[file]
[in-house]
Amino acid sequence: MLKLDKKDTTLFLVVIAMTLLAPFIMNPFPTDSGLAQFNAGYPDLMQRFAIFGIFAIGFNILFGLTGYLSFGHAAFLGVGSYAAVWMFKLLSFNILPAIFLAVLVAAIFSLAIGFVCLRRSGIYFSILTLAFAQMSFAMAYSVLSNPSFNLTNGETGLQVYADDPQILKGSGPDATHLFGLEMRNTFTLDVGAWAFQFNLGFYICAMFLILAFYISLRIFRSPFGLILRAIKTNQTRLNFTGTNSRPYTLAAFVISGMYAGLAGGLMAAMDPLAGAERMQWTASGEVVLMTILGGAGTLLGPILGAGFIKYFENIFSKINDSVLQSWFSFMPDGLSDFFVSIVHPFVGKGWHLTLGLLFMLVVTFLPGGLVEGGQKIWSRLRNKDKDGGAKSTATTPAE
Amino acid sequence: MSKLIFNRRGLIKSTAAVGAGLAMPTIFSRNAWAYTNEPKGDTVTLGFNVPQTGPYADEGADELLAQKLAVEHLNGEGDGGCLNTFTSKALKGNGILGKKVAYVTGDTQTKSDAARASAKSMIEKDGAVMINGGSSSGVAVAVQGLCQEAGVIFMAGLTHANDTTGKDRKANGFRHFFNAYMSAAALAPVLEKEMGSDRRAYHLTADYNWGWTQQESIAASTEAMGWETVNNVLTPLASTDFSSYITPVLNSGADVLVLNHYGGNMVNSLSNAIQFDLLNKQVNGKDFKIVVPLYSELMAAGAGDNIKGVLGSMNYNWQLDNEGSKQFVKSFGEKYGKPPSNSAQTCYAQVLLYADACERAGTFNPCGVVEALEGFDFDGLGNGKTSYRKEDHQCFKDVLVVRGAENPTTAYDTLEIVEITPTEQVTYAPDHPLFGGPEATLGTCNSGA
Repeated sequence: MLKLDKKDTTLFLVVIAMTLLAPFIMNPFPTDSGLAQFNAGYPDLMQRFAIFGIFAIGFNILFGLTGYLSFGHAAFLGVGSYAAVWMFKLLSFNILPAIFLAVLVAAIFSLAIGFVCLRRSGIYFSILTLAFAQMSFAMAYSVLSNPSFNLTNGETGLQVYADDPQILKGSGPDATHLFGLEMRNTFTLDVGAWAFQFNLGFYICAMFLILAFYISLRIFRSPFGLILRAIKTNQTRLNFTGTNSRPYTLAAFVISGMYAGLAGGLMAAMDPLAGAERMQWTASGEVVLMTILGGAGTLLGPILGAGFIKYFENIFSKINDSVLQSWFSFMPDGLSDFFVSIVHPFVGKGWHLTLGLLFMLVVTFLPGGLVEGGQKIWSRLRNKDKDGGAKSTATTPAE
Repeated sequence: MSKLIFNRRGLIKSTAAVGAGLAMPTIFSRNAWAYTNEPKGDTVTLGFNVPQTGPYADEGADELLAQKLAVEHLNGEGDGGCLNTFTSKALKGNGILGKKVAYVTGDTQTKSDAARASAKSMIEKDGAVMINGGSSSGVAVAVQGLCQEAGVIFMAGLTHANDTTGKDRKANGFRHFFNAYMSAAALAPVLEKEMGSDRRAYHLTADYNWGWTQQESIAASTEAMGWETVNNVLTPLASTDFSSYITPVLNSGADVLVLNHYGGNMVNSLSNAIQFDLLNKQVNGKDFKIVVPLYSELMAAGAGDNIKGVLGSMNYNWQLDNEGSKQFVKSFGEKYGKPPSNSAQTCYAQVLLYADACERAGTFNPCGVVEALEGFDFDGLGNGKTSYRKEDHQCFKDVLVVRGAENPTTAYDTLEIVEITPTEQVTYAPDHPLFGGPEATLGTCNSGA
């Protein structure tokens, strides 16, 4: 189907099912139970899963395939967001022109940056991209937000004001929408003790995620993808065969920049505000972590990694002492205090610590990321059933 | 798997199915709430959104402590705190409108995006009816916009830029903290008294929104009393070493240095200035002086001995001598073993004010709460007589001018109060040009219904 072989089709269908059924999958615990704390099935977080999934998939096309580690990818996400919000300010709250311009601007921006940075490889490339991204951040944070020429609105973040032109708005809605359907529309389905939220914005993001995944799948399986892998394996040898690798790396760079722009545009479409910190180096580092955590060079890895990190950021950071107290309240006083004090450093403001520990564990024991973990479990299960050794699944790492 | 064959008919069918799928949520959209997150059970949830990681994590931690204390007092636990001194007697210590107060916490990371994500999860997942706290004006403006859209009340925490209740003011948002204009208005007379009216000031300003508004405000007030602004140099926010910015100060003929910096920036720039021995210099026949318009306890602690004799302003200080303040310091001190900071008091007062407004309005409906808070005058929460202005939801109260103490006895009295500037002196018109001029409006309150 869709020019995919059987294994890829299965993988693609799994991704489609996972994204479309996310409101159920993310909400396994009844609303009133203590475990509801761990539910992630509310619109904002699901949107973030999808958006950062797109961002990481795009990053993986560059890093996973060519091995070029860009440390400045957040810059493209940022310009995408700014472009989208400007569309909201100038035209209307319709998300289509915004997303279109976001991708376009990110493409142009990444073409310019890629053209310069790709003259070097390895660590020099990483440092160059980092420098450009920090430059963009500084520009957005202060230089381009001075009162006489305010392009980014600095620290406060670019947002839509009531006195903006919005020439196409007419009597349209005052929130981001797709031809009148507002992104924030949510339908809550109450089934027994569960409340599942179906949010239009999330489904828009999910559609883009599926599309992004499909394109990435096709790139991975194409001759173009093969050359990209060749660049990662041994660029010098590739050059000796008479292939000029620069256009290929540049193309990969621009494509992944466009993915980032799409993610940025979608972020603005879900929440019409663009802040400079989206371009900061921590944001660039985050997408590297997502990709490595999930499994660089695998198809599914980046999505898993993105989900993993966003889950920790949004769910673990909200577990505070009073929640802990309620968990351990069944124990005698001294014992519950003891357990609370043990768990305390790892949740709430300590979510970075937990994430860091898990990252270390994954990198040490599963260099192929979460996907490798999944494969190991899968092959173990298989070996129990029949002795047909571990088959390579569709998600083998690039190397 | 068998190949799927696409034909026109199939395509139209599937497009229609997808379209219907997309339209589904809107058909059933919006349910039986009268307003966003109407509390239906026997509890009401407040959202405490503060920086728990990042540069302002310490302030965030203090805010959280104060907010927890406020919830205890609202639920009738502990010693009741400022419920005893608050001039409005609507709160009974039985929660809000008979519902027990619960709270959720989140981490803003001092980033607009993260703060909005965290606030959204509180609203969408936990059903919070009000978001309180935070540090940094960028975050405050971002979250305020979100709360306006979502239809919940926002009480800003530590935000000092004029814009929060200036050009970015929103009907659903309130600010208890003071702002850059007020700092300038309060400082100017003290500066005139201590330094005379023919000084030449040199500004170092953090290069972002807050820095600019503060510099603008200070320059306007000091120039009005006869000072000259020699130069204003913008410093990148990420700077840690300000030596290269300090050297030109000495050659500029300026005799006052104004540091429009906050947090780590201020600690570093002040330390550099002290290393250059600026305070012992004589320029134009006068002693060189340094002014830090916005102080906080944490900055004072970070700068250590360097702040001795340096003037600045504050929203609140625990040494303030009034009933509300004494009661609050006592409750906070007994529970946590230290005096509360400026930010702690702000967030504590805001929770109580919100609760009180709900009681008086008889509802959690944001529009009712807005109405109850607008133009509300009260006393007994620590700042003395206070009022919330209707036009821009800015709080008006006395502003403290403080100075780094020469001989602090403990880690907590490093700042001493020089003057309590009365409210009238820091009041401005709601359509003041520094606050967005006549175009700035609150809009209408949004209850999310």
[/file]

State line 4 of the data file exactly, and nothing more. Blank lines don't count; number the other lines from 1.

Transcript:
Repeated sequence: MLKLDKKDTTLFLVVIAMTLLAPFIMNPFPTDSGLAQFNAGYPDLMQRFAIFGIFAIGFNILFGLTGYLSFGHAAFLGVGSYAAVWMFKLLSFNILPAIFLAVLVAAIFSLAIGFVCLRRSGIYFSILTLAFAQMSFAMAYSVLSNPSFNLTNGETGLQVYADDPQILKGSGPDATHLFGLEMRNTFTLDVGAWAFQFNLGFYICAMFLILAFYISLRIFRSPFGLILRAIKTNQTRLNFTGTNSRPYTLAAFVISGMYAGLAGGLMAAMDPLAGAERMQWTASGEVVLMTILGGAGTLLGPILGAGFIKYFENIFSKINDSVLQSWFSFMPDGLSDFFVSIVHPFVGKGWHLTLGLLFMLVVTFLPGGLVEGGQKIWSRLRNKDKDGGAKSTATTPAE